Humans are distinguished from the other living apes in having larger brains and an unusual life history that combines high reproductive output with slow childhood growth and exceptional longevity1. This suite of derived traits suggests major changes in energy expenditure and allocation in the human lineage, but direct measures of human and ape metabolism are needed to compare evolved energy strategies among hominoids. Here we used doubly labelled water measurements of total energy expenditure (TEE; kcal day−1) in humans, chimpanzees, bonobos, gorillas and orangutans to test the hypothesis that the human lineage has experienced an acceleration in metabolic rate, providing energy for larger brains and faster reproduction without sacrificing maintenance and longevity. In multivariate regressions including body size and physical activity, human TEE exceeded that of chimpanzees and bonobos, gorillas and orangutans by approximately 400, 635 and 820 kcal day−1, respectively, readily accommodating the cost of humans’ greater brain size and reproductive output. Much of the increase in TEE is attributable to humans’ greater basal metabolic rate (kcal day−1), indicating increased organ metabolic activity. Humans also had the greatest body fat percentage. An increased metabolic rate, along with changes in energy allocation, was crucial in the evolution of human brain size and life history.
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We thank participating zoos and staff for their efforts: Houston Zoo, Indianapolis Zoo, Jacksonville Zoo, Lincoln Park Zoo, Milwaukee County Zoo, North Carolina Zoo, Oklahoma City Zoo, Oregon Zoo, Zoo Atlanta, Woodland Park Zoo, Dallas Zoo, Brookfield Zoo and Columbus Zoo. We thank B. Moumbaka for assistance administering doses and collecting samples for analysis. We thank R. Atencia and C. Andre for supporting this project. Work at Tchimpounga and Lola Ya Bonobo was performed under the authority of the Ministry of Research and the Ministry of Environment in the Democratic Republic of Congo (research permit #MIN.RS/SG/004/ 2009) and the Ministry of Scientific Research and Technical Innovation in the Congo Republic (research permit 09/MRS/DGRST/ DMAST), with samples imported under CITES permits 09US223466/9 and 9US207589/9. L. Christopher, K. Stafford and J. Paltan assisted with sample analyses. Funding was provided by the US National Science Foundation (BCS-1317170), National Institutes of Health (R01DK080763), L.S.B. Leakey Foundation, Wenner-Gren Foundation (Gr. 8670), University of Arizona and Hunter College.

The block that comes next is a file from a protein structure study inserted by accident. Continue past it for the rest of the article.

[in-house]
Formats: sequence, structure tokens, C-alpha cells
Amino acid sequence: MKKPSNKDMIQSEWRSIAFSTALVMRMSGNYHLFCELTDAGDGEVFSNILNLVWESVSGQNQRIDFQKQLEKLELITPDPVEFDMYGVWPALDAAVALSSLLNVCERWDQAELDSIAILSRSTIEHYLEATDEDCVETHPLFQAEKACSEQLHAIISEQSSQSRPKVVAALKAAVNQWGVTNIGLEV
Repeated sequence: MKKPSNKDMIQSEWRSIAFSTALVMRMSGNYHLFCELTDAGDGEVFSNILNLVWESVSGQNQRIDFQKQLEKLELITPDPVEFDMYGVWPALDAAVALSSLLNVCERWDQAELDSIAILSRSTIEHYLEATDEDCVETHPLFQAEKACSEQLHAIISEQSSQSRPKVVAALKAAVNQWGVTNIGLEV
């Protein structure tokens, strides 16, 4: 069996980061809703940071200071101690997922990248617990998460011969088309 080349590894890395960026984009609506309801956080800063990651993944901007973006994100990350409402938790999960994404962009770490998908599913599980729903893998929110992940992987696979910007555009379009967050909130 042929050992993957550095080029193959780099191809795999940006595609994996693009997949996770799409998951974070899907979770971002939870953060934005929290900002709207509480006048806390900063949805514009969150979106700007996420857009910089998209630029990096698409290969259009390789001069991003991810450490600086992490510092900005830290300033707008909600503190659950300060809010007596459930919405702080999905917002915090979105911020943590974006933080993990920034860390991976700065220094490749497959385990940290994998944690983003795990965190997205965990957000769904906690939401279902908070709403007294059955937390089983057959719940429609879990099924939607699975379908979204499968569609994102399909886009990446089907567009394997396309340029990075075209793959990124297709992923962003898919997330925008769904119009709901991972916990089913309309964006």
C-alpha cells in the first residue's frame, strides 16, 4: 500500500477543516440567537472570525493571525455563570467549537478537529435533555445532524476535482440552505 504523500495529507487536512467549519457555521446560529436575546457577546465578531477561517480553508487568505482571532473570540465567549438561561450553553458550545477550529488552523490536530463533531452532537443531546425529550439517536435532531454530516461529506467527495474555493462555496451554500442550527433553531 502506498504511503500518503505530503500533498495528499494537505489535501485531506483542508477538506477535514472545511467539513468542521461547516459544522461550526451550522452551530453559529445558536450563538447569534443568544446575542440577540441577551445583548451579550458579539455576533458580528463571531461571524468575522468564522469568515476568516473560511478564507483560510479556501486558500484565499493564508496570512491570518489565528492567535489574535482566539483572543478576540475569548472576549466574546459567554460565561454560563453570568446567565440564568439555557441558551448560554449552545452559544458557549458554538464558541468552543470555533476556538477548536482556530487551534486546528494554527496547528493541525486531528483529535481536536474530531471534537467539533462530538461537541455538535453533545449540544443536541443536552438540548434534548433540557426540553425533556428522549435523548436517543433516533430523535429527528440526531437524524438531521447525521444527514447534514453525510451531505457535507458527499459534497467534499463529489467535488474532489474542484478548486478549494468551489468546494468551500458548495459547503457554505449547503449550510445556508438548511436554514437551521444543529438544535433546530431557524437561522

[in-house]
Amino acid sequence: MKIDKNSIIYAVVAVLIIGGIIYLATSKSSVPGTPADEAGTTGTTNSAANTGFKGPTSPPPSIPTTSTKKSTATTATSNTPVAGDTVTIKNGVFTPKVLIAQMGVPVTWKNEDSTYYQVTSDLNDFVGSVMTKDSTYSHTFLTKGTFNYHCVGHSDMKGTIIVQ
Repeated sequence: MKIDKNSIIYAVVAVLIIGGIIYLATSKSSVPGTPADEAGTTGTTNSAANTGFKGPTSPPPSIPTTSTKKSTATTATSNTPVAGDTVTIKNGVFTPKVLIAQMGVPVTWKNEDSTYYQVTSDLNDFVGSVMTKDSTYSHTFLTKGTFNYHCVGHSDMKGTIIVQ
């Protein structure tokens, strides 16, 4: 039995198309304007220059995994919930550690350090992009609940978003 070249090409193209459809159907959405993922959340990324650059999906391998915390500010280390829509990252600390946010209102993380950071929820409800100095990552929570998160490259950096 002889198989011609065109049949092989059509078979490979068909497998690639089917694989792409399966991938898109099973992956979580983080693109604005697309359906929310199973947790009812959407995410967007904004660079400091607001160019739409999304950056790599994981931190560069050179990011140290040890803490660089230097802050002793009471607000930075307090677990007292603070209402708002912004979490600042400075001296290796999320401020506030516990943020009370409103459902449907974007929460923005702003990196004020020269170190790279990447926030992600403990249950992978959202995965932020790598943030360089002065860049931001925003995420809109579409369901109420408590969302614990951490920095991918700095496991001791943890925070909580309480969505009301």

Extended data figures
This file contains Supplementary Text and Data, Supplementary Tables 1-3, Supplementary Figures 1-2 and additional references.